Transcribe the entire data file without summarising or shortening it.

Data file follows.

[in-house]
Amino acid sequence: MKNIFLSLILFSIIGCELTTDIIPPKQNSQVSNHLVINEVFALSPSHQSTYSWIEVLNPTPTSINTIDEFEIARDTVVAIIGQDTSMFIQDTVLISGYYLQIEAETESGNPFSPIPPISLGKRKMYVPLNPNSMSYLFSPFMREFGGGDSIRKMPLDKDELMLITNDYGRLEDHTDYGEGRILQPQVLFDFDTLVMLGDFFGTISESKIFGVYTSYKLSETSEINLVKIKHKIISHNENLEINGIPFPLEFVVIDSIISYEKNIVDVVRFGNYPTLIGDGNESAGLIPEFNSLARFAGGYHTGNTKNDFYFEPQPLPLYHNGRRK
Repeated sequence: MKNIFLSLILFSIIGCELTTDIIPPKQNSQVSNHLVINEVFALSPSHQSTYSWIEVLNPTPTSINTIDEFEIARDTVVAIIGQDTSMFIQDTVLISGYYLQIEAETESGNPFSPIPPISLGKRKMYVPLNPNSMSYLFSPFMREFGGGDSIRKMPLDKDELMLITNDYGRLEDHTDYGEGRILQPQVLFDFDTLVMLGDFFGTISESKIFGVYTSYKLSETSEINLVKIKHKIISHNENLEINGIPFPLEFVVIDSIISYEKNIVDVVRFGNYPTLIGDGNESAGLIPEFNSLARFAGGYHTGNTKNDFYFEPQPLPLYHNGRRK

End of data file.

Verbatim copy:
[in-house]
Amino acid sequence: MKNIFLSLILFSIIGCELTTDIIPPKQNSQVSNHLVINEVFALSPSHQSTYSWIEVLNPTPTSINTIDEFEIARDTVVAIIGQDTSMFIQDTVLISGYYLQIEAETESGNPFSPIPPISLGKRKMYVPLNPNSMSYLFSPFMREFGGGDSIRKMPLDKDELMLITNDYGRLEDHTDYGEGRILQPQVLFDFDTLVMLGDFFGTISESKIFGVYTSYKLSETSEINLVKIKHKIISHNENLEINGIPFPLEFVVIDSIISYEKNIVDVVRFGNYPTLIGDGNESAGLIPEFNSLARFAGGYHTGNTKNDFYFEPQPLPLYHNGRRK
Repeated sequence: MKNIFLSLILFSIIGCELTTDIIPPKQNSQVSNHLVINEVFALSPSHQSTYSWIEVLNPTPTSINTIDEFEIARDTVVAIIGQDTSMFIQDTVLISGYYLQIEAETESGNPFSPIPPISLGKRKMYVPLNPNSMSYLFSPFMREFGGGDSIRKMPLDKDELMLITNDYGRLEDHTDYGEGRILQPQVLFDFDTLVMLGDFFGTISESKIFGVYTSYKLSETSEINLVKIKHKIISHNENLEINGIPFPLEFVVIDSIISYEKNIVDVVRFGNYPTLIGDGNESAGLIPEFNSLARFAGGYHTGNTKNDFYFEPQPLPLYHNGRRK